This is a surprisingly good story, written well with superb narration. I particularly enjoyed how contemporary Google is brought into the storyline of a 500 year old book cult.
The narrator, Ari Fliakos, was fantastic. I loved his voice and his enthusiasm as he narrated this fun fantasy about the goings on in a mysterious little bookshop in San Francisco. It a combination of nerdiness and gothic mystery with a sweetness that I found delightful.
Reading and knitting go together
This is one of the most charming books I've read in the past year.
Mr. Penumbra is weird and kind.
I'm pretty sure I actually laughed out loud several times, which is a big deal. (I can thank both the author and the narrator for this.) The story is fun, well-written, and refreshing. Overall, the book's tone is light, but it raises some interesting questions about technology, books, and mortality, which I think adds a lot to the story.
The narrator, as I already mentioned, really did add to my experience of story. Ari Fliakos truly put on a performance, complete with different voices for the various characters. All of the voices seemed to fit the characters, too, which is important. Definitely recommend!
It was refreshingly up to date with modern technologies and it was pleasant that the author didn't try to obscure the involved companies. Lots of fun.
Two worlds existing at the same time. An ancient odd bookshop and the tech world of Google. The customers of the bookstore are mysterious; who are they and why do they want the books from the back? There is a mystery to be solved and Google employees are quickly trying to solve the problem with high tech to protect Mr. Penumberbra and preserve his bookstore. I enjoyed the characters and the creative story. College students digging deep to discover an ancient secret.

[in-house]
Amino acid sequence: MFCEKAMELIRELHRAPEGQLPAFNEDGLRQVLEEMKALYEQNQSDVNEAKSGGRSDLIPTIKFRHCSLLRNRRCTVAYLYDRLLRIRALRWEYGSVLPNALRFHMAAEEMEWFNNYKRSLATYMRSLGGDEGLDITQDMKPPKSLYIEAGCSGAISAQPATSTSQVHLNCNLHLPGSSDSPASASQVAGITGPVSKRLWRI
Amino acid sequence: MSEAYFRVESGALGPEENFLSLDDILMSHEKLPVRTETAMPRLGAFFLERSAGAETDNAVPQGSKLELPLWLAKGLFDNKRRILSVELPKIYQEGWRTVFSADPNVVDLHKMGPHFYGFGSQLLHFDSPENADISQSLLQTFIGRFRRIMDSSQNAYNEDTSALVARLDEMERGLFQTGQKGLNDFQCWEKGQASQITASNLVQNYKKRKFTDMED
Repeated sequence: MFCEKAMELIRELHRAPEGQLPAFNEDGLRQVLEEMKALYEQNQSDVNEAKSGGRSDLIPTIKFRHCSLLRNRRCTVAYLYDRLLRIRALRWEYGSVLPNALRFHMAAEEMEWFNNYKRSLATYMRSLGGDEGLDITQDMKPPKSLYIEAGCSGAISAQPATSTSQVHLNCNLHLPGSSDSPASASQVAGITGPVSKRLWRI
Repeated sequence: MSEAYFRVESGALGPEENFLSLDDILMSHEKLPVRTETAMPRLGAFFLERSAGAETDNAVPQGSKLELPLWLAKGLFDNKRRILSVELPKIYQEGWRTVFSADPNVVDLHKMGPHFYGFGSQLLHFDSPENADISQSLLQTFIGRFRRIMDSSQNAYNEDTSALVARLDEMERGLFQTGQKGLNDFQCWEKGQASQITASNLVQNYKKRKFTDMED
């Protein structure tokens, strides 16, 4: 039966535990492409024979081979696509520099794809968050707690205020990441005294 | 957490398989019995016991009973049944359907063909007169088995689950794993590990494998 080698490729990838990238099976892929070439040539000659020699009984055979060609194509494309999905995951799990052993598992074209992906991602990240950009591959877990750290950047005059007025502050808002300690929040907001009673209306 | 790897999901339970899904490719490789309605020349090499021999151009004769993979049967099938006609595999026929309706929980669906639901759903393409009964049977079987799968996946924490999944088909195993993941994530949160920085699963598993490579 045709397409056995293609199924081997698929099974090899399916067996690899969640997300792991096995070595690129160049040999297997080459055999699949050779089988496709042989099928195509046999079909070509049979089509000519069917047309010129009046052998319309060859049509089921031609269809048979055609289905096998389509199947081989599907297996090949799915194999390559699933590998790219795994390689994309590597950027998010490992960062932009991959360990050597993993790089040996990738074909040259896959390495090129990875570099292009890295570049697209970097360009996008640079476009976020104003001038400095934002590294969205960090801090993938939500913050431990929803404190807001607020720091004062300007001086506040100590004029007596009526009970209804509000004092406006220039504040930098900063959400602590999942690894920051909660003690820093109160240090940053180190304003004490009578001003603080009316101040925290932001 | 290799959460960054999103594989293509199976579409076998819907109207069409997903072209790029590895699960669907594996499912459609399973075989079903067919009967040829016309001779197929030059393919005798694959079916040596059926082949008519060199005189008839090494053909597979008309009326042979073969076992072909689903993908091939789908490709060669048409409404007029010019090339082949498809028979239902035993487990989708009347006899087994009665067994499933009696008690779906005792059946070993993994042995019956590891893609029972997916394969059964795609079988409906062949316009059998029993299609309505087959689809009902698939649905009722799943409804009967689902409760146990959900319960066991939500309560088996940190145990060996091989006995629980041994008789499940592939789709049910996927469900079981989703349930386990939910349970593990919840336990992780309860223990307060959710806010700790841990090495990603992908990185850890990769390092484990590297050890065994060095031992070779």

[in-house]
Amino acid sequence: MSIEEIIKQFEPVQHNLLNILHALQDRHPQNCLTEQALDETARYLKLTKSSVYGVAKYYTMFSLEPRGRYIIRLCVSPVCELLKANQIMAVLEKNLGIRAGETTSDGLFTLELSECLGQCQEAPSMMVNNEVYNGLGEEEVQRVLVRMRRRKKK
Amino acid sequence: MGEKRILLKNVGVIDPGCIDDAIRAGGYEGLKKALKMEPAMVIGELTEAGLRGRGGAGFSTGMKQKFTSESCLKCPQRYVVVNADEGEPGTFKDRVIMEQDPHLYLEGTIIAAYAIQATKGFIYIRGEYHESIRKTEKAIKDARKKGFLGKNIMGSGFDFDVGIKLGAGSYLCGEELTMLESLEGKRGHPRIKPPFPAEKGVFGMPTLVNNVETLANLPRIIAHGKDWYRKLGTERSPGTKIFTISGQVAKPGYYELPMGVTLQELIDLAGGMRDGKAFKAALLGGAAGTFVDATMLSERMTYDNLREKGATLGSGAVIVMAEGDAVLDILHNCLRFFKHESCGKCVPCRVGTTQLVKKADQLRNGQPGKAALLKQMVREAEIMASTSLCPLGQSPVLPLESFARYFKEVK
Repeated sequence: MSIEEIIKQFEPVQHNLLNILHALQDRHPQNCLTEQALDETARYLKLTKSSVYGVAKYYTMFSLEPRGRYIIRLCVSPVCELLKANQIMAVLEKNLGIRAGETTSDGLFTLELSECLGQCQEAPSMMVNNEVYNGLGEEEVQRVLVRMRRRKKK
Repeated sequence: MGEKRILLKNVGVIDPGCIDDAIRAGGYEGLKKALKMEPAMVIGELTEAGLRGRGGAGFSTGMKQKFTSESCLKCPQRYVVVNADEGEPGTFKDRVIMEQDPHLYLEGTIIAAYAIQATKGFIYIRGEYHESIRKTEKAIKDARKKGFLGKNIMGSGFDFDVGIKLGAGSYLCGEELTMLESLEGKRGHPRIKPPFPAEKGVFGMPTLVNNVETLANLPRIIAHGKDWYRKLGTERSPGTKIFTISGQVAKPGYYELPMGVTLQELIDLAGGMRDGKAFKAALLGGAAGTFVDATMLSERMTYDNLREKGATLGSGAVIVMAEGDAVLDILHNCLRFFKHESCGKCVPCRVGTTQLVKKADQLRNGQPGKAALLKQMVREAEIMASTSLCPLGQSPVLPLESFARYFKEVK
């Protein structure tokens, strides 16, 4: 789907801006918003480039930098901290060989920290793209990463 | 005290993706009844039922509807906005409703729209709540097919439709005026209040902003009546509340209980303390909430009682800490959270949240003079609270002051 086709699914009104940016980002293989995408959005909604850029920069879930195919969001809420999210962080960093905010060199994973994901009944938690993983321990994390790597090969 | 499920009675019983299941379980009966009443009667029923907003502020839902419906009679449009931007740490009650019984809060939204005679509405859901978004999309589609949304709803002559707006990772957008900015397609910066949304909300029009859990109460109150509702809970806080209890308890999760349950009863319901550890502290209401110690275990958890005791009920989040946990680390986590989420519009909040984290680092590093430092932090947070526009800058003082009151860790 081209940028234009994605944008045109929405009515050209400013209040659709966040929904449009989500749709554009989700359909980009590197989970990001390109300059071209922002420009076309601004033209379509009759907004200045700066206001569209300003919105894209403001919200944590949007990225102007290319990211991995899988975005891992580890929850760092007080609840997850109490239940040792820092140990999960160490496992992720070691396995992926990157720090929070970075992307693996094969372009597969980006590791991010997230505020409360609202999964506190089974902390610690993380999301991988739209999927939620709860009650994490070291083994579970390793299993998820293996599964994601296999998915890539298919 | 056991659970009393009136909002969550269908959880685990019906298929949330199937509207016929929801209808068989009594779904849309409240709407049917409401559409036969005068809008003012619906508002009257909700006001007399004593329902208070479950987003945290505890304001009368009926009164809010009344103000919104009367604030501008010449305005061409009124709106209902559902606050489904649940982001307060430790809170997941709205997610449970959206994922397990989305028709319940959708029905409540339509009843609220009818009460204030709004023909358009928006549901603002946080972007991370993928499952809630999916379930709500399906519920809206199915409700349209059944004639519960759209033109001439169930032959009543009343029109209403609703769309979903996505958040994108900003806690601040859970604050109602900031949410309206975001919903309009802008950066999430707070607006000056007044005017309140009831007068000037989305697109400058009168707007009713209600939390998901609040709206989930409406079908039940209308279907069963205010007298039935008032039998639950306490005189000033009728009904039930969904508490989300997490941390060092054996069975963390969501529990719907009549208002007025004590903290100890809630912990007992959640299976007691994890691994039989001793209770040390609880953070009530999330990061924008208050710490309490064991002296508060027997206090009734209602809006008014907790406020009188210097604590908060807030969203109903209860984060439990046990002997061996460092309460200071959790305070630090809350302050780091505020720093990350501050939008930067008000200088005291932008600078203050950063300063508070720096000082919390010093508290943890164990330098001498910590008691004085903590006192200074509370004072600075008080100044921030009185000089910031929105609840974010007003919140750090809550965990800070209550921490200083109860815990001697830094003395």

If you want to fun book to listen to, but don't want to have to really listen hard in case you miss a detail then this is the book for you!
Mr. Penumbra's 24 Hour Bookstore started off a little slow but then picked up momentum. It has all the elements you could ever want in a book but on a smaller scale...mystery, poking fun of yourself and other people, making fun of the big man-" Google", A little bit a thrill and a little bit of Da Vinci Code, all rolled into one.
The narration was fine. Nothing really to complain about. The story was clearly where it lacked.
Google. I like Google, I use it every day. They've made some great products, it's true. I just felt like I was watching (listening) to "The Internship" all over again. It got to where I was rolling my eyes every time the word 'Google' was mentioned, and since I listen in the car and I was rolling them so often, I began to fear for my safety.
I called the so-called 'mystery' pretty early on in the book and the relationships were pretty weak, so there wasn't much to compel me to continue listening. Sorry, Robin. Not my cup of tea.